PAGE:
A couple many years back, Jeannette Ehlers and La Vaughn Belle erected I Am Queen Mary, 2018, a towering monument of a Black girl seated in a throne-like chair in front of the West Indian Warehouse in Copenhagen. The sculpture, which was a proposal for a everlasting set up at the site, commemorated the a person hundredth anniversary of the sale and transfer of the Danish West Indies to the United States. The installation’s affect on basic consciousness of the country’s colonial heritage in today’s Denmark, dominated as it is by the discourse of liberal nationalism, can not be underestimated.
It is with the reverberations of this current task in thoughts that I entered Ehlers’s exhibition “Archives in the Tongue: A Litany of Freedoms,” which comprised eleven works—installations, videos, and sculptures—alongside a sequence of performances and a film software. Curated by Awa Konaté and Lotte Løvholm, the exhibition elucidated how Ehlers’s probingly poetic do the job explores the boomerang consequences and multilayered contradictions of colonial modernity. Rather than making an attempt to abolish the concepts, monuments, and establishments of art that have served colonialist passions, she employed the materials and imaginary space of artwork to attract notice to, heal, and reform a Danish historic present. This solution is most evident but also most tough in the video installation Moko Is Long term, 2022, which opened the exhibition. The perform is based mostly on the carnivals first structured by enslaved folks in the Caribbean in the eighteenth century, inspired by the colonists’ masquerade balls. In the middle of the large gallery area, a vertical projection showed Moko Jumbie (Healer Spirit), masked and dancing about on stilts via Copenhagen’s streets and squares and among the its historic buildings and statues. The character appears at the moment fragile, potent, and caring. But presented that today’s Denmark is a faltering welfare state with rock-hard immigration policies, and that the show alone was mounted in a palace created with the spoils of the country’s involvement in the transatlantic slave trade, the piece left me with minimal feeling of exuberance.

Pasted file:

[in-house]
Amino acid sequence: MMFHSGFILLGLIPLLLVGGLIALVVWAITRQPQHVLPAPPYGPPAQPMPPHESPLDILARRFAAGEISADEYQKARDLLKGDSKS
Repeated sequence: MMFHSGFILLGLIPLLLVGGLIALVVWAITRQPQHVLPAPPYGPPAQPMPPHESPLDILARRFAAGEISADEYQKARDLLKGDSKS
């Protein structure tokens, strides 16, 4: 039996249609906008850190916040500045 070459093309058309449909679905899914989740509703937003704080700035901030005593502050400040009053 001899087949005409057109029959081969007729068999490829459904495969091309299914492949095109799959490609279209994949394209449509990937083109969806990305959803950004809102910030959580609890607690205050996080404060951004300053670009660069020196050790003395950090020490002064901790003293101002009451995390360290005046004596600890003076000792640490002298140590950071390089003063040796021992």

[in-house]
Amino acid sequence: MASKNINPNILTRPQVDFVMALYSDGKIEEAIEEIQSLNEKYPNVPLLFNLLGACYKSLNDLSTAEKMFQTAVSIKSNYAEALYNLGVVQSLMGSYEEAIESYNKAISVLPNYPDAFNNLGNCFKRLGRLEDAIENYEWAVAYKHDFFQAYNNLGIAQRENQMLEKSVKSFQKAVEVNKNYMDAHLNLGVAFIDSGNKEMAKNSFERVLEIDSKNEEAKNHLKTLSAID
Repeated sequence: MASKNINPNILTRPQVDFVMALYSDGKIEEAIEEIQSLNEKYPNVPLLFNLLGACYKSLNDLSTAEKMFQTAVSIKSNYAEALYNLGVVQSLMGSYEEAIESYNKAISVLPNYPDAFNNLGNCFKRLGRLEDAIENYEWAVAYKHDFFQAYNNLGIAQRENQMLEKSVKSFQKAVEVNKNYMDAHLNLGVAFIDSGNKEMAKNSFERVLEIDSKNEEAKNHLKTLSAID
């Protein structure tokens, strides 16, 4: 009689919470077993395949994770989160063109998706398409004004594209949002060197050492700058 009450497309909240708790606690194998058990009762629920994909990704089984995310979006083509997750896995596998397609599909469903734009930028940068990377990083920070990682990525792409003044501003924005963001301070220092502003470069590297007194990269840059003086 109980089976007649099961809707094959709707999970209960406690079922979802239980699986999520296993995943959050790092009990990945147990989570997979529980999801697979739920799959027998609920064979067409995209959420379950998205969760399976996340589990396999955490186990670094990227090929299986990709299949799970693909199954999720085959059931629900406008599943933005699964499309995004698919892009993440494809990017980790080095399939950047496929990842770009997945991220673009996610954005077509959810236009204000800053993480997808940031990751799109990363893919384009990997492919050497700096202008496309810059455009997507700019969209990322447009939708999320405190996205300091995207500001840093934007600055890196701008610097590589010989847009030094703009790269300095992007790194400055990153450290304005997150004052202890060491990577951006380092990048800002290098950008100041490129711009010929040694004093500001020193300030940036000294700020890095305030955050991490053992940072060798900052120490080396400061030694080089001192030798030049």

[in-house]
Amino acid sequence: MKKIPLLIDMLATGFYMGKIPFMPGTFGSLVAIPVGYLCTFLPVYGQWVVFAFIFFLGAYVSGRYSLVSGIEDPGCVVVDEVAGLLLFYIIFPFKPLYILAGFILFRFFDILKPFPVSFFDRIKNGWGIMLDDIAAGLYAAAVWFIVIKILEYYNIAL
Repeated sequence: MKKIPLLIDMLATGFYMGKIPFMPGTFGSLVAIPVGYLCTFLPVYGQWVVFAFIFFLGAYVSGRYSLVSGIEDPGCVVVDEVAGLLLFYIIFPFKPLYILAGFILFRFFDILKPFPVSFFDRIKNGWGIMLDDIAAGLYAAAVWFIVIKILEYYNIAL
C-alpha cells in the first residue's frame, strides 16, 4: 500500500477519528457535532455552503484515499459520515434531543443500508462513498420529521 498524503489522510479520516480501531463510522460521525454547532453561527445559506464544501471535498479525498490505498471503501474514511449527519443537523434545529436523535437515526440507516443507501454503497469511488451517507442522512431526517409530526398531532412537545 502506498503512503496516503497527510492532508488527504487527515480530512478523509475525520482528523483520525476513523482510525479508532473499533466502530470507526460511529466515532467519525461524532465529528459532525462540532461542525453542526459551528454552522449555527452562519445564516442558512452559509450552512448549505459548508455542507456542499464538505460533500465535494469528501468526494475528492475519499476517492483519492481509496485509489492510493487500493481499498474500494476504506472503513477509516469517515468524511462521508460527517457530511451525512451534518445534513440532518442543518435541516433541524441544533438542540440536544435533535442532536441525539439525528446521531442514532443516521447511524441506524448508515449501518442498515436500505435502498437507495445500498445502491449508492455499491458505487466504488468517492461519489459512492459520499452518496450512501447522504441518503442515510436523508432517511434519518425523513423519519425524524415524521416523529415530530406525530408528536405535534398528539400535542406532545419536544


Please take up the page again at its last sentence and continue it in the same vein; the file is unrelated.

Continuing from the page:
“People who have stake in their society safeguard that modern society, but when they really do not have it, they unconsciously want to wipe out it.” So ends the excerpt from a speech by Martin Luther King that makes up the soundtrack to the nineteen-second-prolonged video work There Is Very little A lot more Perilous, 2015. In Coil: The Sensuous Ways of Realizing, 2022, two various types of video footage played at the same time. A check confirmed a near-up of hair getting very carefully braided, although a voice-about informed a tale about how enslaved women applied their cornrows to encrypt information and disguise rice and grains. Close by, YouTube clips of uprisings from streets close to the entire world had been shown on iPhones hooked up to selfie sticks. If the art place can be a device for violence and domination, what solution acts of care and resistance may it however conceal?
The neon wall operate Until the Lion, 2021, which illuminated the space in its pink glow, reads UNTIL THE LION HAS THEIR HISTORIAN, THE HUNTER WILL Generally BE A HERO—a sentence the artist saw created on the wall of a fort in Ghana that belonged to Denmark throughout the late-eighteenth and early-nineteenth generations. The which means driving this deceptively uncomplicated found poem little by little opens up: Could possibly the artist be the hunter, the lion, and the historian, all at once?